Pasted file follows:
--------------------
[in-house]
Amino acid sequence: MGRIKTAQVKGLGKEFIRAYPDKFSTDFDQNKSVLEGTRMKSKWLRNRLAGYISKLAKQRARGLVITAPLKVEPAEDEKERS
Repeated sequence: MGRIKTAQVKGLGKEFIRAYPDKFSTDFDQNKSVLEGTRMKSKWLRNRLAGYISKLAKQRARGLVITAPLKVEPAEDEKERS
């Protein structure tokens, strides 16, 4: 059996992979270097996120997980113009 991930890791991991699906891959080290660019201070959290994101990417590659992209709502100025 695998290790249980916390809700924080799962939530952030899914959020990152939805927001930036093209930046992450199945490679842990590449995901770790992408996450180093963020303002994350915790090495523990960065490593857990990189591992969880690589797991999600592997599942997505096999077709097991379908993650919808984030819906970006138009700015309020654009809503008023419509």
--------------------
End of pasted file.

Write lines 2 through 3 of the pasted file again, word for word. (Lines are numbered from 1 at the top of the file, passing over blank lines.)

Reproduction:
Amino acid sequence: MGRIKTAQVKGLGKEFIRAYPDKFSTDFDQNKSVLEGTRMKSKWLRNRLAGYISKLAKQRARGLVITAPLKVEPAEDEKERS
Repeated sequence: MGRIKTAQVKGLGKEFIRAYPDKFSTDFDQNKSVLEGTRMKSKWLRNRLAGYISKLAKQRARGLVITAPLKVEPAEDEKERS